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New mother loses battle to COVID-19 soon after giving birth to baby boy

Despite taking every precaution, she fell suddenly ill – five weeks before her due date. She never got the chance to meet her son.

JACKSONVILLE, Fla. — Renae Byrd couldn't wait to be a mom.

At a gender reveal party in June, she and her husband, Isaac, announced they would be welcoming a baby boy in a few months.

“It was her first pregnancy," explained Byrd's older brother Roderick Ingram. "She was very meticulous about all her appointments. She was walking two to three miles a day, you know, just to start to stay healthy.”

He said despite taking every precaution, Byrd fell suddenly ill – five weeks before her due date.

“She called us that she was heading to the hospital because she was coughing and there was blood in it,” Ingram recounted. “They did a CAT scan of her chest. And they said that it looked like pneumonia and COVID."

The CDC reports that nearly 21,000 pregnant women contracted COVID-19 in the United States. They’ve recently released new data that suggests pregnant women are more at risk of serious COVID-19 complications, necessitating intensive care and ventilation.

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As Byrd's symptoms were getting worse, she told her brother she felt like she was trying to breathe through a straw. Although he was concerned, Ingram was hopeful for her recovery since she was otherwise healthy - and only 32-years-old.

Byrd's doctors believed her best chances to survive included performing an early emergency-Cesarean section to help bring baby Isaac into the world early.

“I remember just telling her, ‘Hey,' you know, 'you're going to pull through. You're going to be okay.’ Even though she was hurting so much. I was like, ‘Hey, you’re a mommy now’,” Ingram recalled.

Though he was premature, baby Isaac kept fighting for his life, even as his mother’s slipped away.

Ingram said his sister experienced several complications from the virus. Not only did she have pneumonia, she had been diagnosed with acute respiratory distress syndrome from COVID-19. Ingram said doctors treated her with Remdesivir and convalescent plasma, but her lungs inevitably were unable to fight the disease.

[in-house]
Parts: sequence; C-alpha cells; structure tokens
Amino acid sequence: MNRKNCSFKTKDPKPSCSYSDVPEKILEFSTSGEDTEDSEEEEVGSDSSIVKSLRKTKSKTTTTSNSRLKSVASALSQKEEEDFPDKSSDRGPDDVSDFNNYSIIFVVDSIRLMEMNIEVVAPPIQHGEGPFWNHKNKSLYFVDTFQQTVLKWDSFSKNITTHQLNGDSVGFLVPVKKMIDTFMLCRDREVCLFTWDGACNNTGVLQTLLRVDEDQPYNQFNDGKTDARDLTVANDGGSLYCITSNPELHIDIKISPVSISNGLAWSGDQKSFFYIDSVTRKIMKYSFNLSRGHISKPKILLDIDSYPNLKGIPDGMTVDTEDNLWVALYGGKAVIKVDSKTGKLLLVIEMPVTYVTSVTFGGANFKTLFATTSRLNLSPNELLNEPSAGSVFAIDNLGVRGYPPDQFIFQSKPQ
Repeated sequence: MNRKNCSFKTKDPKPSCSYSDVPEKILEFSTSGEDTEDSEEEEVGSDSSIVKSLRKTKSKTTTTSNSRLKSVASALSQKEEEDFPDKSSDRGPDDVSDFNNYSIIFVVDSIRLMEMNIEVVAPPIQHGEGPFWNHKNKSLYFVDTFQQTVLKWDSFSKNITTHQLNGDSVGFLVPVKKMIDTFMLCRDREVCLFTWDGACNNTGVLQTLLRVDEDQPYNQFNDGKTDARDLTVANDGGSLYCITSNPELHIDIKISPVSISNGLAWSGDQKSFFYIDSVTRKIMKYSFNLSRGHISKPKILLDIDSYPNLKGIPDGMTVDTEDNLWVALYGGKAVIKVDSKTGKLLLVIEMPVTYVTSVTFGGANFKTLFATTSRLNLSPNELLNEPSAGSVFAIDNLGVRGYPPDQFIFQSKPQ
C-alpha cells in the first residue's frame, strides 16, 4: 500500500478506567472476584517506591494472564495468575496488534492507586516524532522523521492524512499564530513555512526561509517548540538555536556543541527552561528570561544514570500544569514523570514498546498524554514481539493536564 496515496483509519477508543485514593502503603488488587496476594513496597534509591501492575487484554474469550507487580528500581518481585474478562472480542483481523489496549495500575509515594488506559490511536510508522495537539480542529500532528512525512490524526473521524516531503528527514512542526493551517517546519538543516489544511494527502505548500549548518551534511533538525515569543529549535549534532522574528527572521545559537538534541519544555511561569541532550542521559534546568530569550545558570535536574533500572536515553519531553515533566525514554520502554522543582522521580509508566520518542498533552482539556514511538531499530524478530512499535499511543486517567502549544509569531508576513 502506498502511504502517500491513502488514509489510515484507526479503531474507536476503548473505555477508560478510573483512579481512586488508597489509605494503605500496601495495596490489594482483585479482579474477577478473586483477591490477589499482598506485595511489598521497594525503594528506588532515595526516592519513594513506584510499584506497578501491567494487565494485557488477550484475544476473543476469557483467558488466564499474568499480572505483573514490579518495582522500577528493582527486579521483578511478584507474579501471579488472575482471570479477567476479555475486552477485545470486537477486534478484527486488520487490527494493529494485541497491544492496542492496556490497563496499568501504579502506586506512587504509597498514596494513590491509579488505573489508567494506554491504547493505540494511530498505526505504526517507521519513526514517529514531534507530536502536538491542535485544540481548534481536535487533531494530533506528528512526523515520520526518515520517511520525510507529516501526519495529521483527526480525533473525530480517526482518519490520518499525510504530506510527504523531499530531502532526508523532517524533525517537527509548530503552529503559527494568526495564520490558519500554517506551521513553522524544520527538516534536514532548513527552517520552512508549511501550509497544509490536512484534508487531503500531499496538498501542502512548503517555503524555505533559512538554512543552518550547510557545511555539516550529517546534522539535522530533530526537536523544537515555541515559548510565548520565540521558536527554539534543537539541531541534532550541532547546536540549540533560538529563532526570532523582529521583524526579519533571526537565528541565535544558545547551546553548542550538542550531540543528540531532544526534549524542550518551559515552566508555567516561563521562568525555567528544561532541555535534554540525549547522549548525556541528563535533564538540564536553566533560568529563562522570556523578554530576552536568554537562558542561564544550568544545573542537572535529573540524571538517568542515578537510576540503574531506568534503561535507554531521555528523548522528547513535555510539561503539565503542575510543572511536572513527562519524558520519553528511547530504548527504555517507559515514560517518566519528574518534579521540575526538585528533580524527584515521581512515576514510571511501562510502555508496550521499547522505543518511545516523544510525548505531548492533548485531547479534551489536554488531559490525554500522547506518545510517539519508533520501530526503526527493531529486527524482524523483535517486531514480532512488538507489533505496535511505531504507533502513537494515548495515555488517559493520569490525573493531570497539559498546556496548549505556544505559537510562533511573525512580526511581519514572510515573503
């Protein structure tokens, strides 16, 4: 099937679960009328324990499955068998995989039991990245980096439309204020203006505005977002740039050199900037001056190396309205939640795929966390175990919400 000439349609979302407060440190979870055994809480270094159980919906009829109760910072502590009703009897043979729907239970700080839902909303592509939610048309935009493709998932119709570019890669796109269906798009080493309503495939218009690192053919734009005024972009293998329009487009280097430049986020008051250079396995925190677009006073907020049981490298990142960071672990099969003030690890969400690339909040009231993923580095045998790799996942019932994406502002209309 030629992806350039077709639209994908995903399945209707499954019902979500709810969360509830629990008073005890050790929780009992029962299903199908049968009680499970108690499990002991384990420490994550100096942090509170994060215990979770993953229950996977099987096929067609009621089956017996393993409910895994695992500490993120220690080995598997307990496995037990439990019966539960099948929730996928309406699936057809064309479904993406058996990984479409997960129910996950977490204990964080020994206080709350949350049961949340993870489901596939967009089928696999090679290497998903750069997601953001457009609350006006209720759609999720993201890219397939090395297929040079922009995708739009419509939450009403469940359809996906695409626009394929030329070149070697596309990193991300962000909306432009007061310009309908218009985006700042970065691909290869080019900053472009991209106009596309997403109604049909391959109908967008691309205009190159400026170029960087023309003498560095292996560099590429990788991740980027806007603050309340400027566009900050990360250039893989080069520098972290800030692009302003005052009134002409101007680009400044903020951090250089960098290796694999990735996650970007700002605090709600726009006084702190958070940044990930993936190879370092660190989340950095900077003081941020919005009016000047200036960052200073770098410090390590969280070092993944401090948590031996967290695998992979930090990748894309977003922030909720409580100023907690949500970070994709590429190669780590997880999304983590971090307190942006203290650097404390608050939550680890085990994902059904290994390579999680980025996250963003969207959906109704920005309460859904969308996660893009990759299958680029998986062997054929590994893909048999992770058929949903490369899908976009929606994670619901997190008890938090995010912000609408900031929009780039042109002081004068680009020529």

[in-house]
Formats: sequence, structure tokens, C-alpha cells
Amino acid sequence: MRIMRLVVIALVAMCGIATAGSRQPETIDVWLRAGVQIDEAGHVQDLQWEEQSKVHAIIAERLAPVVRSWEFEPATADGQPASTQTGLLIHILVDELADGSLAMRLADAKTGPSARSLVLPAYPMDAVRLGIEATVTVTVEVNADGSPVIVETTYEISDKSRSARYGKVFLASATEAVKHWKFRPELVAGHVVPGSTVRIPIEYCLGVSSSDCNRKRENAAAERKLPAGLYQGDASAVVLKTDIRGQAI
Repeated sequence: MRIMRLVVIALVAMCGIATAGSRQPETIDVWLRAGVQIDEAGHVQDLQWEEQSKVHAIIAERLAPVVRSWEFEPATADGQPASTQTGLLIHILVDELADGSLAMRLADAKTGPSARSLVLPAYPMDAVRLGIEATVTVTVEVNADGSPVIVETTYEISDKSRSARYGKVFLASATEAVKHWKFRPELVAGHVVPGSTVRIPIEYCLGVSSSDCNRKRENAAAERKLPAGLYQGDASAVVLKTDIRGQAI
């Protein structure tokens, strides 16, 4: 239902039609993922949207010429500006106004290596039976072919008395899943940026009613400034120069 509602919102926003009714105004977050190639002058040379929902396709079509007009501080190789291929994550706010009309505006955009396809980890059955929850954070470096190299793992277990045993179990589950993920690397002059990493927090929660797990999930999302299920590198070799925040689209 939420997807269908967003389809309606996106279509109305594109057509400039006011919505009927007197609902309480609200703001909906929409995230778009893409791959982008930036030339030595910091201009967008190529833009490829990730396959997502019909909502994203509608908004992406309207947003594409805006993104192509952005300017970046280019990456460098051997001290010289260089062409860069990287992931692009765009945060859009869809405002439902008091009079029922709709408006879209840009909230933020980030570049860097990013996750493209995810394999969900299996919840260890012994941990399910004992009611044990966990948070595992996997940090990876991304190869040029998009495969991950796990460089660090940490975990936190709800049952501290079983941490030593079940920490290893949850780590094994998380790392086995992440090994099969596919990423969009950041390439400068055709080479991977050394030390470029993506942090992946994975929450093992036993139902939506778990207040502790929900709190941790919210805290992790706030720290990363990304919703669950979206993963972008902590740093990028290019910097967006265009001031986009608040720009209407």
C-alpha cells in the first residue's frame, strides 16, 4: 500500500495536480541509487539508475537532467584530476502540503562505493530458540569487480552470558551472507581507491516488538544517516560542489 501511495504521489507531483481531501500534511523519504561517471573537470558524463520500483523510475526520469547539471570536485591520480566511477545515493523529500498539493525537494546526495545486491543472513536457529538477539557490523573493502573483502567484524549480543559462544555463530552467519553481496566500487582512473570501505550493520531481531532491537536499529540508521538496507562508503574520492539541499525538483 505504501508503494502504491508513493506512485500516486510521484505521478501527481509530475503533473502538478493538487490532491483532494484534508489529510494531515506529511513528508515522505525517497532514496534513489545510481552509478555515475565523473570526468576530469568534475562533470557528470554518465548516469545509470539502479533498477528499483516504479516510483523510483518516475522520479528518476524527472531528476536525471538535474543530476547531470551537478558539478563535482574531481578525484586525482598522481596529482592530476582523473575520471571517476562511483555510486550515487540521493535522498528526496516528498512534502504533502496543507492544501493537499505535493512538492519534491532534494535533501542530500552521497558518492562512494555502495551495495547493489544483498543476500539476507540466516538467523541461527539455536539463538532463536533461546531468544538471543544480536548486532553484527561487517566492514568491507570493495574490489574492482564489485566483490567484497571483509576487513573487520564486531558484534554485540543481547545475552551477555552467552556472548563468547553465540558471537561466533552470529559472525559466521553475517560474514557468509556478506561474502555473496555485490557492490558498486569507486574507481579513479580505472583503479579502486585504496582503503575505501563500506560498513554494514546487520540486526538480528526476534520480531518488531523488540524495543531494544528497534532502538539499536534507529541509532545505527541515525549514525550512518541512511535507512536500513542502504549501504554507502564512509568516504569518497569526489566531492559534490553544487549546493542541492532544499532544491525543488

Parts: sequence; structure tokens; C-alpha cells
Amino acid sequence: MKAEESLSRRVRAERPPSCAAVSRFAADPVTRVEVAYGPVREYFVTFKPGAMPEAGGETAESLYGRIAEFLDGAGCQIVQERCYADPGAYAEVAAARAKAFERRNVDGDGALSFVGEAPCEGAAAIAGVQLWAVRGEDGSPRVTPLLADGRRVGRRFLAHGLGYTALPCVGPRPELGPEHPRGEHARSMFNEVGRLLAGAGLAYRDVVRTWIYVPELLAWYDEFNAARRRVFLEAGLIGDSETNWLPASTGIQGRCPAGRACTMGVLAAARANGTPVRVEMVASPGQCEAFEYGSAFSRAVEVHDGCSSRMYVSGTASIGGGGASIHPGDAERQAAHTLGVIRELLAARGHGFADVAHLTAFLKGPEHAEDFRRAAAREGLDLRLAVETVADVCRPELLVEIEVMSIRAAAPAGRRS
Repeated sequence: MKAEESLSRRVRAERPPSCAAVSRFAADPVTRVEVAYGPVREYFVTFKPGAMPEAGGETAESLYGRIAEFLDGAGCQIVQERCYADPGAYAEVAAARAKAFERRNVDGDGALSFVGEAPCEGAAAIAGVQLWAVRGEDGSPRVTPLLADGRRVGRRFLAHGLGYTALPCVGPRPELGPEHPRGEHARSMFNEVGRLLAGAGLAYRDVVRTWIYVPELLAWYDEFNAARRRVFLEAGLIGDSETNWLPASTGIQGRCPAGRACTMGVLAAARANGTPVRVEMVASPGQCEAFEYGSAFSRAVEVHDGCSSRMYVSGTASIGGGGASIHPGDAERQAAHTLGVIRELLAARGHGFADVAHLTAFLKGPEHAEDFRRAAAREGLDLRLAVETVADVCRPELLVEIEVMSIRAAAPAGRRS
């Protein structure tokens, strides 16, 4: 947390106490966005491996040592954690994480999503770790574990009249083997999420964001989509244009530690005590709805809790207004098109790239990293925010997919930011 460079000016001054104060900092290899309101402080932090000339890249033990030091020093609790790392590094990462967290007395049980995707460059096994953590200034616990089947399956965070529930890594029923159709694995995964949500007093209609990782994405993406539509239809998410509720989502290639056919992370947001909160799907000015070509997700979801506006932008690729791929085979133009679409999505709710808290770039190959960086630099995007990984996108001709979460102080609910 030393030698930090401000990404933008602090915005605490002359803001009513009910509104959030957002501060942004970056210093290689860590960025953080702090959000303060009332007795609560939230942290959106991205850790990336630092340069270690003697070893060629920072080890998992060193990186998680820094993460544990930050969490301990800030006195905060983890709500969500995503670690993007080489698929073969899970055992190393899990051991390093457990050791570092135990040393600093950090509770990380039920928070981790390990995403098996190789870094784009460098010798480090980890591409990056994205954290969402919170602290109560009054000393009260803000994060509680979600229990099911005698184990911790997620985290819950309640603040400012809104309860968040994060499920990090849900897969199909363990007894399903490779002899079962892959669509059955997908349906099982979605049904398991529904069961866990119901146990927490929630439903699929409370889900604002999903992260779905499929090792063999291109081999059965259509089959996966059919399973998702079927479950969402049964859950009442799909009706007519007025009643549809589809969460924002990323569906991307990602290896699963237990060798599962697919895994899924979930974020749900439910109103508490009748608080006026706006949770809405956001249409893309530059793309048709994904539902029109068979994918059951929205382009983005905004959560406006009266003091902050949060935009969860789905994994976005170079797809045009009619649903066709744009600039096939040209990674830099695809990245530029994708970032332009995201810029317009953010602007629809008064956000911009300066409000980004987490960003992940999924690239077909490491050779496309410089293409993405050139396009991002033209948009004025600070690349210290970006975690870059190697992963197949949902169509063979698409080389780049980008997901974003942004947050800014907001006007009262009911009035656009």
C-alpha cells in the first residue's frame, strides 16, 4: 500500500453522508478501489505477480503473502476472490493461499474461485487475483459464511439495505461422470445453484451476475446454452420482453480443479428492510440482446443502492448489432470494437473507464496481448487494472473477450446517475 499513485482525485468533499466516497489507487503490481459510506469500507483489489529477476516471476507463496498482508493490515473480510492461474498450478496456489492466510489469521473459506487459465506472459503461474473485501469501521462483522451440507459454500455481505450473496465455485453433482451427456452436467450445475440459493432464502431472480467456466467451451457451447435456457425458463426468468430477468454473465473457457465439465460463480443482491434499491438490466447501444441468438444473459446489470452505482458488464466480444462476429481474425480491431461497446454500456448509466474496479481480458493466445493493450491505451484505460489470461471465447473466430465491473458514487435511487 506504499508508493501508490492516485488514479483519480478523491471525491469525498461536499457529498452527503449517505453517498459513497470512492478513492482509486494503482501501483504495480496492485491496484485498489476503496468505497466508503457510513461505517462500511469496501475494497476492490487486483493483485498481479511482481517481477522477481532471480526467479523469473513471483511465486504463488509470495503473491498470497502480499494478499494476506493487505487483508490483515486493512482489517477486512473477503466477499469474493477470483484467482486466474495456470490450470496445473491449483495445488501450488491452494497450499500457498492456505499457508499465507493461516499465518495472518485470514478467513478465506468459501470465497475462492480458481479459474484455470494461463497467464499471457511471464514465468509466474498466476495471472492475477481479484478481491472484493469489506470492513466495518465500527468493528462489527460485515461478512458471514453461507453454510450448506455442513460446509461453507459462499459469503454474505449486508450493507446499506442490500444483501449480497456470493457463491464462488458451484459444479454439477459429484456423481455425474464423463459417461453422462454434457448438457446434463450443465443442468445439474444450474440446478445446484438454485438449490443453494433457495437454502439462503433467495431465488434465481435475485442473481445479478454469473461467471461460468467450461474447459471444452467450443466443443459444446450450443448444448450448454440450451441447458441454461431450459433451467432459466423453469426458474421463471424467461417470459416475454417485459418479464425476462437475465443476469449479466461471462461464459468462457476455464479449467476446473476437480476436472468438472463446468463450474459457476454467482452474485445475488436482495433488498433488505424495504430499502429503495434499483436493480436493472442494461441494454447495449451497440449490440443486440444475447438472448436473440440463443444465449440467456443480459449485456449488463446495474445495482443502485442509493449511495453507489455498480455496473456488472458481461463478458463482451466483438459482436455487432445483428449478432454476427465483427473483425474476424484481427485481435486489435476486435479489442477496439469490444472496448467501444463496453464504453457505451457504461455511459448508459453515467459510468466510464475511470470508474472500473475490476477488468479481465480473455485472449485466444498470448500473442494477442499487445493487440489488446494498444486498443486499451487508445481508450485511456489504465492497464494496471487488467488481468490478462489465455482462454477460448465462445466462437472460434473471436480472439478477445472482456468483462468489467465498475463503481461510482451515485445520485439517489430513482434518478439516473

She never got the chance to meet her son.

“It was really hard, the first time seeing him and holding him," Ingram admitted. "But he's beautiful."

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After spending several weeks in the hospital, Isaac is finally home with his father. His family is determined to teach him all about the strong, brave woman who brought him into this world - the woman who wanted and fought for him until her last breath.

“I just want him to know that his mom is awesome person. And that same beauty that lived in her now lives in him,” Ingram said.

Ingram described his baby sister as one of the most brilliant people he’s ever met. Byrd, he said, always knew how to make him feel better or put a smile on his face.

"Best sister anyone could ever ask for,” Ingram stated. “I don't feel strong enough to handle it a lot of times, but she called me her superhero. So, I've kind of wanted to be a superhero for her and her son, and be as strong as I possibly can. So I can help her live through our memories and our stories in Isaac's life.”

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Ingram added that he hopes the loss of his sister reminds people that this can happen to anyone.

“Wear a mask, social distance, wash your hands, you know, really take care of one another, and let's do the best we can to get through this together,” he urged. “This story hurts, but I'm one of about 195,000 people that have a similar story. If this can help one person save one other person, then I think that that her life had meaning."

Renae Byrd’s funeral service is set for Saturday, Sept. 19 in Jacksonville, Florida.

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